Corrections and Remediation

          If the teacher scores mathematics problems with the above criteria, the students are going to get poor grades at times. This can be disheartening for the student, the teacher, and the parents. The goal of education is not to show students what they are doing wrong, but to teach them to do it right. For this reason, Vanguard Education strongly recommends that all students have the opportunity to do corrections. This is yet more work for the teacher.
          Any mathematics problem which is marked as wrong can be corrected. The student can add the appropriate label, show the appropriate work, redo the problem, or whatever needs to be done to make it right. When the student does the correction, the paper is returned to the teacher. When the problem is right, the score is altered to reflect this. The student may try once, twice, or ten times or more to get a problem correct. This is also an opportunity for the teacher to help the student understand that particular type of problem.
          With corrections, every student has an opportunity to get every problem correct on every assignment. Every student can have a 100% average grade in mathematics class.
          If the teacher is teaching in a classroom setting, doing corrections is a large amount of work for the teacher. Perhaps some of the older students can look at the corrections submitted by younger students in a different class. Perhaps there is a teacher's aide, or someone else who can help.
          In a home school setting, Vanguard Education recommends that no mathematics assignment is complete until every problem in the assignment is complete and correct. When students grow up with this expectation, there are no complaints. As adults, they are amazing at solving a variety of problems, including non-mathematical problems. They know that the work is not done until it is done right.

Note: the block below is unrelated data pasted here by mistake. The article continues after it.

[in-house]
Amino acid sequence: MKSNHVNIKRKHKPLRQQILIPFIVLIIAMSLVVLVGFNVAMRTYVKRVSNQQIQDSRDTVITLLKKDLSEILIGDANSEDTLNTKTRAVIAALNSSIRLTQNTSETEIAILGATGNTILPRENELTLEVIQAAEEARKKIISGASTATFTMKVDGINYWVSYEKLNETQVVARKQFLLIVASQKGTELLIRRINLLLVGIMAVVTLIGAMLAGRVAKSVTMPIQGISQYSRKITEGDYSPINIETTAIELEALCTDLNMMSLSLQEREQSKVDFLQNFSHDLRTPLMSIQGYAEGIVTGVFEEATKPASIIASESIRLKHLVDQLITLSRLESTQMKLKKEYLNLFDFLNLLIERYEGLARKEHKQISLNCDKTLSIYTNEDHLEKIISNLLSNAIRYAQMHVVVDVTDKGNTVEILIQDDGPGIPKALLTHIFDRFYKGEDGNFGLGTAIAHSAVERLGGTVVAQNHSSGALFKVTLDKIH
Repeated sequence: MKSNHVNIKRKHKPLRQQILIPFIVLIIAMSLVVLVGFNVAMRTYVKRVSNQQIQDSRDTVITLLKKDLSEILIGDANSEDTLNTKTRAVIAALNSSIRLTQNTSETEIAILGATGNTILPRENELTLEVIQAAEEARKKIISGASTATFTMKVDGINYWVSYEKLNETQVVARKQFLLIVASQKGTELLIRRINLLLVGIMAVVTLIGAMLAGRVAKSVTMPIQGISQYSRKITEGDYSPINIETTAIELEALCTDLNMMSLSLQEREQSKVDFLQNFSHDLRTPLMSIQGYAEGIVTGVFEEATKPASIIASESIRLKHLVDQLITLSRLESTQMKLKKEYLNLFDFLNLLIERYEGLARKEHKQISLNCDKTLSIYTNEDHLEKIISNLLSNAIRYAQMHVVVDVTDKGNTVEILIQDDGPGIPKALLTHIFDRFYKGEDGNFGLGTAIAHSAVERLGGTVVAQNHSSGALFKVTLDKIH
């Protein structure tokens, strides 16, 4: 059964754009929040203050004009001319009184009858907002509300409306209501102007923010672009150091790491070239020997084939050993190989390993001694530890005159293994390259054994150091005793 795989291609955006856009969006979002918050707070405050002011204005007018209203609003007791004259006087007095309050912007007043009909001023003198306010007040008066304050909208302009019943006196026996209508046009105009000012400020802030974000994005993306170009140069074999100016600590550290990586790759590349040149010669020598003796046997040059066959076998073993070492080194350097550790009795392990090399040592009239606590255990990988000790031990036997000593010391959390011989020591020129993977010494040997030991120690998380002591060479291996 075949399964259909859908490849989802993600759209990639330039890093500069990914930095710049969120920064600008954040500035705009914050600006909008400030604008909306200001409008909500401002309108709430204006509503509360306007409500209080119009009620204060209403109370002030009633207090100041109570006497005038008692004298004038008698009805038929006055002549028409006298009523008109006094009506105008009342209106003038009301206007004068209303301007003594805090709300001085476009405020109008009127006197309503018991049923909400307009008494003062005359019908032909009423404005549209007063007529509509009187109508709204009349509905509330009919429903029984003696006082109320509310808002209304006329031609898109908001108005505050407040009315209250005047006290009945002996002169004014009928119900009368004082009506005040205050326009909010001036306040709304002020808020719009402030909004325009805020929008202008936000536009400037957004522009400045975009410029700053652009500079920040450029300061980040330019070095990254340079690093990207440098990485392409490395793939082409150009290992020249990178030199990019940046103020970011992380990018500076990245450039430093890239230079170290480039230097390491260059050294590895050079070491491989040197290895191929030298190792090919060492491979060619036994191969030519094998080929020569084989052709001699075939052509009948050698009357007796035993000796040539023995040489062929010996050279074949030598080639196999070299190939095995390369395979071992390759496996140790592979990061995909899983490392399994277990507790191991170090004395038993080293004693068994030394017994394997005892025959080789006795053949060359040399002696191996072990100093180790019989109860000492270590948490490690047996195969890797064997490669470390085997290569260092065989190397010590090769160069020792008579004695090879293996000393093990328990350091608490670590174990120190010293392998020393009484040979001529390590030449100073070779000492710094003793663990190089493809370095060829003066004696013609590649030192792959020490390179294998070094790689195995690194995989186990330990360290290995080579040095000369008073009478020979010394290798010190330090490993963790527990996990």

One advantage of Saxon mathematics books is the supplemental practice section in the back of the book. Supplemental practice questions are available for students who need more work on a particular type of problem.
          When scoring a mathematics paper, or when scoring corrections, the teacher may notice that the student doesn't seem to understand a certain concept, or how to do a certain type of problem. The teacher has the option of assigning supplemental practice problems to that student. The teacher must individualize the supplemental practice assignment to the student's needs.
          The upper level Saxon books often do not have supplemental practice. The tests can be used as supplemental practice. Also, if the student is having trouble with a concept which was taught in a previous Saxon book, supplemental practice from that previous book can be used.


          Saxon mathematics is not easy. Home school students are doing mathematics work which is designed for students two or three years older than they. The end result is a challenging mathematics program. Eventually, most students will become frustrated and have a difficult time. Expect this. Before the teacher (that would be you) becomes frustrated or angry, remember that your student is doing work which is very advanced.
          One technique which works well is half lessons. Saxon 3 is designed for half lessons; the remainder of the Saxon books are not.
          Each Saxon mathematics book begins with review lessons. The student should already know all or nearly all of the material at the beginning of a Saxon mathematics book. When beginning a new Saxon book, the child always begins by completing one whole lesson daily.
          As the book progresses, it becomes more difficult. If the student is becoming frustrated, or is spending too much time completing a mathematics assignment, the teacher has the option of changing the student to half lessons.
          When doing half lessons daily, the student does the even numbered problems first (eg. problems #2, 4, 6, 8, etc.). If he misses one or less problems, he is allowed to progress to the next lesson without doing the odd problems.
          If he misses more than one problem, he must do the odd problems of the same lesson the next day. When doing odd problems, if he scores less than 80% on both the evens and the odds, then he does supplemental practice the following day instead of proceeding to the next lesson.



(3) CORRECTIONS AND REMEDIATION (You are on this page)